20 March 2012

He's Saying/She's Saying

Did you ever go to some friends' house and sit around the living room with them while they tell you what the baby is "saying"? 

They exclaim, in the brightest voices EVER:  Look at Evvie! She's saying, "I'm a big girl now! I'm standing up all by myself! Yes!"

And you think, "Actually, she's slumped over that ottoman pretty heavily and now she's slurring. Could she be... drunk?"

* * * * * * * * * * * * * * * * * * * * * * * * * * * * * *

Let's ratchet it up a notch. How about when it's a pet. . . . 

Looky there at mama's baby sweetpea! He's saying, "You give me some soda! Yes, give me some now! I'm going to open it. You watch!"

And you're thinking,  "Aren't you afraid it'll drown?"

* * * * * * * * * * * * * * * * * * * * * * * * * * * * * *

Five instantiations.
My parents extended the pet channeling phenomenon in a poignant way. . . .

They had Scottish Terriers, serially. When I'd visit, we'd sit around and in the middle would be... Maggie?... uh, Sophie?... Missy?... Zoe? They always had the same name to me.

And they were always female, all the same size,  all just as black as black, and they all wore their hair the same way. The only divergence was that they lived in different decades.

If someone hadn't told me each time that the previous instantiation had died, I would never have recognized that there was a new one. I would have thought that Scotties lived 30-40 years or longer.

My parents would start a visit with innocuous translations of what the dog was "saying," delivered in falsetto (as these things so often are): Oh, Gigi likes you! She's saying, You're somebody new to look at! Yes! And I like what I see!  <staccato laughter all 'round, even from me: kack-kack-kack-kack>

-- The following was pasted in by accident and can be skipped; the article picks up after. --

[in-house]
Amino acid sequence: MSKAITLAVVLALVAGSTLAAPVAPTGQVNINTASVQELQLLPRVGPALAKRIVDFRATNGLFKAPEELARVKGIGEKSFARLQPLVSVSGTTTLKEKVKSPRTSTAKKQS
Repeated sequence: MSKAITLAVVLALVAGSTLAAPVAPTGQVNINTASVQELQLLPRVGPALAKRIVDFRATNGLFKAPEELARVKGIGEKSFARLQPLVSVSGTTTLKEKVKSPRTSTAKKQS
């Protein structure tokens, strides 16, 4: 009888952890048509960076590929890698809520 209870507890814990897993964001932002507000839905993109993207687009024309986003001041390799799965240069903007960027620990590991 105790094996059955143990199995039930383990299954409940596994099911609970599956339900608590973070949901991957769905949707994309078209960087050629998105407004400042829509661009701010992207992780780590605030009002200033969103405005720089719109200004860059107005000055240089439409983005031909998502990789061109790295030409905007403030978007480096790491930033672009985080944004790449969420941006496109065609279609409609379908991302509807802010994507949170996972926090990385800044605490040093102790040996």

Then things would take a specific turn. It sounded like the dog was saying things that my mother herself might say:  Look! Pookie's saying, I don't know you! No! You just don't visit often enough! No, you hardly ever visit, do you?
Cute, but pretty much vacant.
Not a brain in its head.

Hmm, my eyes narrowed. When I first picked up on this seeming transference, I watched to see if it bore out for the rest of the visit. Indeed, it did.

I stumbled out into the kitchen in the morning and the dog "said," Oh my! You'd sleep the day away, Lazybones! I've been waiting all morning for you to get up, yes, I have.

When I stood outside with my coffee for a few moments, there would be Mom and the dog, the latter—er, former?—"saying," Oooh! You can rake up these leaves with me! Let's go find the rake! I've been waiting for someone to come along and rake up these leaves with me!

My head would pound. I'd think, "Stop its little voice! Stop its little voice! Stop its little voice! Stop its little voice! . . ."

Then I'd have to remind myself that it wasn't really Pookie, or Bitsy or Chloe or Flo-Flo, nagging me. Nor was my mother nagging me. My mother just wanted to get as much time as she could with me, on those infrequent visits. I wish I'd picked up on the poignancy of it back then.

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